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Re: [BKARTS] ISBN, CIP & bar code



THANKS FOR THE INFORMATION
I wasn't the original person asking the questions, but thanks for the
information about the ISBN number. I want to sell my books directly from my
own website. I was wondering if I should get an ISBN for my books. As you
point out it isn't necessary, at least when selling in low volumes. I don't
need a CIP or barcode either. I have looked through a lot of library books
and not all of them have an ISBN number so your information makes sense. My
dad bought a really good book about the basics on how to run a computer from
a full page ad in Popular Science. I am sure the publisher has sold 10s of
thousands of books and the book doesn't have an ISBN number as the book
isn't sold in bookstores.

REVISED BOOKS NEED NEW ISBN
One of the reasons I am discouraged in using the ISBN is that a new number
has to be used for each revision and binding style of the book. I was
considering making changes to the book every 3 months to keep it up to date.
In that case I would go through a lot of numbers. See the following:

http://www.isbn.org/standards/home/isbn/us/isbnqa.asp

"Each format or binding must have a separate ISBN (i.e. hardcover,
paperbound, VHS video, laserdisc, e-book format, etc). A new ISBN is
required for a revised edition."

WHAT USE IS THE ISBN FOR THE AVERAGE PERSON?
The question is: What value is the ISBN for the average person. For example.
Say I see a book in the library and like it. I want to buy my own copy. So I
jot down it's ISBN number, but will this number help me to purchase the
book? I know that technical books keep getting constantly revised. I tell
the person in the bookstore that I want the latest revision of that book.
The bookstore won't look up the book based on it's ISBN number. They will
ask me for the title and the author because I don't know the latest ISBN
number.

WHAT USE IS THE ISBN FOR EVERYONE?
What is the reason for getting an ISBN number? According to:

http://www.isbn.org/standards/home/isbn/us/isbnqa.asp

"The purpose of the ISBN is to establish and identify one title or edition
of a title from one specific publisher and is unique to that edition,
allowing for more efficient marketing of products by booksellers, libraries,
universities, wholesalers and distributors."

In light of the above problems with new revisions, I don't see any use for
the ISBN. The average person shouldn't be using the ISBN and I don't see
that the ISBN is useful for booksellers either. They too want to know the
latest revision of a book and they can better find that latest book from the
title, author information. For database purposes the specific revision
number and publisher identifies the book in a much better and useful way.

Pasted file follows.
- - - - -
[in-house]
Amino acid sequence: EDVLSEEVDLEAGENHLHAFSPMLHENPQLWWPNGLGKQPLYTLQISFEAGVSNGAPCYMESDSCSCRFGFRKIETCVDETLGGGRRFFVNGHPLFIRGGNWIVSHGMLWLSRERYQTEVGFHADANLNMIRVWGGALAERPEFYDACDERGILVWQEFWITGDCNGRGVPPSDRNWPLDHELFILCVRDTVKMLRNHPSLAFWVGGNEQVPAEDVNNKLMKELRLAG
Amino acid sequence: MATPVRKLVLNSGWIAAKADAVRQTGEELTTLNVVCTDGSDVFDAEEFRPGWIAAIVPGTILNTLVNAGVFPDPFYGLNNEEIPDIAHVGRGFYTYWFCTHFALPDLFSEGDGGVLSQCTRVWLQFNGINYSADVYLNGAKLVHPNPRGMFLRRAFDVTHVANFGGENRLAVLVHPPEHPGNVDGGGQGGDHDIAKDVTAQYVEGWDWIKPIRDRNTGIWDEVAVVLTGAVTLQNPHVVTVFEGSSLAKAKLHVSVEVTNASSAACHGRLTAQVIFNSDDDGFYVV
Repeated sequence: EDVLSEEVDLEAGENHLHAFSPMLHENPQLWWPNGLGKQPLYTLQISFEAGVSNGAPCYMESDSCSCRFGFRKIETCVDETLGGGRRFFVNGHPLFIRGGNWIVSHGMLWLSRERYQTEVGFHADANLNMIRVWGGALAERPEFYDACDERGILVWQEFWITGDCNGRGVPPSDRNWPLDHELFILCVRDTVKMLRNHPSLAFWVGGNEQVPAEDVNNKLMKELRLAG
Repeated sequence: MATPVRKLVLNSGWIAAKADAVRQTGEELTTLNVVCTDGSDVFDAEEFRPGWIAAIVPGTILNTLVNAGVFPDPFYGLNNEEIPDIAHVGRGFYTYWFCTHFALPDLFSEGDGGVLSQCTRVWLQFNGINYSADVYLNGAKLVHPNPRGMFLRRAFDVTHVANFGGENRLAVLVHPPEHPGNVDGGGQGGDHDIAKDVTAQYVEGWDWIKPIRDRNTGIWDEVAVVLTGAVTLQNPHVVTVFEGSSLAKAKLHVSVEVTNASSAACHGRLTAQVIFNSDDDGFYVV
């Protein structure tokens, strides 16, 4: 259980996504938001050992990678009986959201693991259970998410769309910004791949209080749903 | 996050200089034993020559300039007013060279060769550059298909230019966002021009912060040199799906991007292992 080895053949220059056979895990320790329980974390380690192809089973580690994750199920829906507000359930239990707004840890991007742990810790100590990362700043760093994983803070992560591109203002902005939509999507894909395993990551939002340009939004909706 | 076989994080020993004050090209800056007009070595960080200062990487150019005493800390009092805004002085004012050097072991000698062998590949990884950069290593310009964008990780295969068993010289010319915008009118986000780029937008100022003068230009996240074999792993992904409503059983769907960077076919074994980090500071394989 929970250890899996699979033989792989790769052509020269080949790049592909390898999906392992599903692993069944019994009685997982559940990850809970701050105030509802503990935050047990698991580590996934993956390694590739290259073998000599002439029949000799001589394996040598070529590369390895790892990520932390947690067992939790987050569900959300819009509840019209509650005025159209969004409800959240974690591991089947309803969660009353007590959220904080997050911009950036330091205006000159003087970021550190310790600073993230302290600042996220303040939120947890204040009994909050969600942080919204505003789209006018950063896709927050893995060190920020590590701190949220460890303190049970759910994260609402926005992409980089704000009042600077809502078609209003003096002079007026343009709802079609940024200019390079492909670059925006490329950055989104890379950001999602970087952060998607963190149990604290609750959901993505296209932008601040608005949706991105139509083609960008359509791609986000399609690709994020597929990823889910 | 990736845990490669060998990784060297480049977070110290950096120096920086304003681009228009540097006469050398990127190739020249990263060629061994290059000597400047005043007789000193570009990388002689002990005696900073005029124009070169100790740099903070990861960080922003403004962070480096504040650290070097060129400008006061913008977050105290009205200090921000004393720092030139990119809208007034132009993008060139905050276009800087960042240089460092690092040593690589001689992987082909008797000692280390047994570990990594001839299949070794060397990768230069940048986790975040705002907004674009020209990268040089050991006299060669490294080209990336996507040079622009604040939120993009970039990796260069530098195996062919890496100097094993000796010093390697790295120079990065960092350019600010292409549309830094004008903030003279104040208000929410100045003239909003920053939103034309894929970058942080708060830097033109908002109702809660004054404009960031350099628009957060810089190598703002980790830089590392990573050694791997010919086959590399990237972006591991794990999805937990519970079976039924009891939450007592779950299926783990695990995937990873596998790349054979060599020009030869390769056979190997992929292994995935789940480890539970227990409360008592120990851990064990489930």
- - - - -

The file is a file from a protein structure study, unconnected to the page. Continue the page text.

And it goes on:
After all what useful information can anyone glean directly from a set of
numbers.

So the question is? Do libraries and booksellers use the ISBN as the
database unique product code? That might be helpful in not having to make up
their own. But realistically do they make up their own or would that be so
hard to do? If they need a number, I am sure that the barcode number is much
more useful as that is what they use to establish the price and is a better
unique number.

What is the real reason for getting an ISBN number in practice? So the book
can appear in "Books in Print".

Ben Wiens...applied energy scientist
Ben Wiens Energy Science Inc.
8-1200 Brunette Ave. Coquitlam BC V3K1G3 Canada
E-mail: ben@benwiens.com
Energy Website: http://www.benwiens.com
Read my popular web-booklet "The Future of Fuel Cells"

-----Original Message-----
For those who don't know, ISBN means 'International Standard Book
Number' CIP means 'Cataloging in Progress' (a Library of Congress
numbering system, distinct from the Dewey Catalog number) and
neither of these are needed if a library wishes to have your book
on their shelves.
(ISSN means 'International Standard Serial Number' and is used to
describe magazines, newsletters, etc.)

Bar code is that splash of thin and thick lines on the back cover
of books one purchases, or canned milk, or bread, or most anything
which is sold these days, and is read by a scanner.

There is a charge for ISBN numbers, no charge for CIP numbers, and
a charge for barcodes.

I paid Bowker Books for a set of ISBN numbers so that my titles would
appear in 'Books in Print' but have not bothered paying for a barcode
because I don't expect my books to appear on supermarket shelves.

Amazon.com, Barnes & Noble, and many other distributors have purchased
titles I've published, for re-sale to their customers and they have
never told me that they won't buy my titles because they lack a barcode.

When I remember, I send a pre-publication sheet off to LC for a CIP
number, but I don't consider that very important.

I certainly would not lose any sleep over not doing any of that paper
work for an edition of 50 copies (or 200 copies) of a title.

More than that, and it would probably be worthwhile to do a CIP, if
you remember....

Jack

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